After one week of infusing (you can see the difference between the two oils): on the left we have the coconut-infused lavender oil (the colour stayed the same and there was a slight lavender scent in the oil), and on the right is the vodka-infused lavender oil (the colour of the solution changed as you can see as it absorbed the lavender properties, and the oil itself had a much stronger scent of lavender after it sat for one week covered in cheesecloth which allowed the alcohol to evaporate).

NOTE: do not substitute isopropyl/rubbing alcohol for this DIY. Rubbing alcohol has its own overpowering disinfectant stank that will overpower your gentle lavender fragrance.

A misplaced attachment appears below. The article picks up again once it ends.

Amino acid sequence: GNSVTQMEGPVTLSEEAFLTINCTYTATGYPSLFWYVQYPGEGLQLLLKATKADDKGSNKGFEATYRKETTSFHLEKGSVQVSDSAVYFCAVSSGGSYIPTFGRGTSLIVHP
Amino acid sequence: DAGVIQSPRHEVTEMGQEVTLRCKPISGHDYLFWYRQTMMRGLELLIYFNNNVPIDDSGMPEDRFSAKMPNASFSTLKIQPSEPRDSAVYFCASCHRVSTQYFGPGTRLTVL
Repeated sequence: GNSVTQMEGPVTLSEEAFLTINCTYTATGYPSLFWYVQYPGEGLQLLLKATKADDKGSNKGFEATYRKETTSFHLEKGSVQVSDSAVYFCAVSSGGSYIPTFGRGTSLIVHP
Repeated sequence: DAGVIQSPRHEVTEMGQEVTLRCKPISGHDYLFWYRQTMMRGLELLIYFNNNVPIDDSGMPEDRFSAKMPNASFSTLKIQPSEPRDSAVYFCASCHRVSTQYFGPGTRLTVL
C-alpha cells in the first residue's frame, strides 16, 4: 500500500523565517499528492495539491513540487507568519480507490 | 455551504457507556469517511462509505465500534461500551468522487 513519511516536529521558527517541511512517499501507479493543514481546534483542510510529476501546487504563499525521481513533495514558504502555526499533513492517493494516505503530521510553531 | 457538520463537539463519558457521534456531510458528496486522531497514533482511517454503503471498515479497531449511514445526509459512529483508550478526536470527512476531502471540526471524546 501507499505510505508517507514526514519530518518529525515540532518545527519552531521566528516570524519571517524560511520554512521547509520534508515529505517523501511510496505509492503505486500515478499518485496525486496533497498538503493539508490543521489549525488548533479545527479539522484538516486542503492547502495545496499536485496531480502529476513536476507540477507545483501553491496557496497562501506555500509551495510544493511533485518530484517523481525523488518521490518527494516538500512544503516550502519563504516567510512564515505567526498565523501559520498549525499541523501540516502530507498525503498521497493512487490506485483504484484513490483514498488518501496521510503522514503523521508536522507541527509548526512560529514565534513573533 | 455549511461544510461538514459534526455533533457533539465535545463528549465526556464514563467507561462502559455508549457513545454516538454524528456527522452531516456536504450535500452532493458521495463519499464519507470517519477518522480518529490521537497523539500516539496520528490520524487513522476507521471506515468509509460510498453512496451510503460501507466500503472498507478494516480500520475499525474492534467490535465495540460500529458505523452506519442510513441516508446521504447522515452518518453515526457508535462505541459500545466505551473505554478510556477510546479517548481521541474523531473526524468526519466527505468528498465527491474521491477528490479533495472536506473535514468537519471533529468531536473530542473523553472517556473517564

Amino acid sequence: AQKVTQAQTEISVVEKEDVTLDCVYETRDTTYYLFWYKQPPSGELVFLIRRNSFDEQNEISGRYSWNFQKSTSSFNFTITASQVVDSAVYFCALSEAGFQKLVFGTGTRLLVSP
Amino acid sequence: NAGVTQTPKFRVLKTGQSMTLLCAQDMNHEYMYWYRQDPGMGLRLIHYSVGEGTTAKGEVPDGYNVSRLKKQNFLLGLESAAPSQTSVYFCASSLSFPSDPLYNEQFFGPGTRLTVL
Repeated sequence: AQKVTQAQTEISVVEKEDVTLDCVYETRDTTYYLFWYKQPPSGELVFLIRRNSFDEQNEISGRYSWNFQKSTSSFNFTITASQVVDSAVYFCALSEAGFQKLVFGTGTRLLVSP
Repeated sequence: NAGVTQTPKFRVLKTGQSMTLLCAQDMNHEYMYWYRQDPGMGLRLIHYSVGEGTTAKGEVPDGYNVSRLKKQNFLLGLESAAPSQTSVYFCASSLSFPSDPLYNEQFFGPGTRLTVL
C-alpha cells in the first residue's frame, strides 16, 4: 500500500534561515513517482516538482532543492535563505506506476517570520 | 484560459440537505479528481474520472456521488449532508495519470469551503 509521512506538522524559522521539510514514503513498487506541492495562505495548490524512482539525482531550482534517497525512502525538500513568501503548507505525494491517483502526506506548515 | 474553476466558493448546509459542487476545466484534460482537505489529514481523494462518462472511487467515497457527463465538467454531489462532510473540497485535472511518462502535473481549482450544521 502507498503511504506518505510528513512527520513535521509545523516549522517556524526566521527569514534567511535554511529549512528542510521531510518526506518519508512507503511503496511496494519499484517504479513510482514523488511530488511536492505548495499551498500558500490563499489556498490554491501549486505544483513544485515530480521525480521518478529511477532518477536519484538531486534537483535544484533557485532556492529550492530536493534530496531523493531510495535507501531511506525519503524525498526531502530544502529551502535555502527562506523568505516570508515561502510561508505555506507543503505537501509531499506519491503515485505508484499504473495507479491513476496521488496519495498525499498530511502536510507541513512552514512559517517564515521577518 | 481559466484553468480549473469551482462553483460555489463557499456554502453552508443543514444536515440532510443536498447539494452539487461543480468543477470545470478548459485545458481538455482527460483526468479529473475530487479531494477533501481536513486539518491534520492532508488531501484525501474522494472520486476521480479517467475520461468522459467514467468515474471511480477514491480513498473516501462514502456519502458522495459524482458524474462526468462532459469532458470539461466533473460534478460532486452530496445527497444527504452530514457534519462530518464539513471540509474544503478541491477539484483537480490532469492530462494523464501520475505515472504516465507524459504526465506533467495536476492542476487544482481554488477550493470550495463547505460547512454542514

The finished product!! Store your lavender essential oil in dark glass apothecary bottles out of direct sunlight, preferably in a cool, dry place, as it will keep better and protect the actives in the oil

Lavender essential oil recipe

How to make lavender essential oil! (tutorial)

Have you made essential oils before? Share your experience below! How did it go?? We love hearing your stories!

Lots of love,

🖤 Vanessa


How to Make Lavender Essential Oil. essio. Retrieved from

Orr, Thad. (Updated: August 4, 2020). How to Make Lavender Oil. Sunset. Retrieved from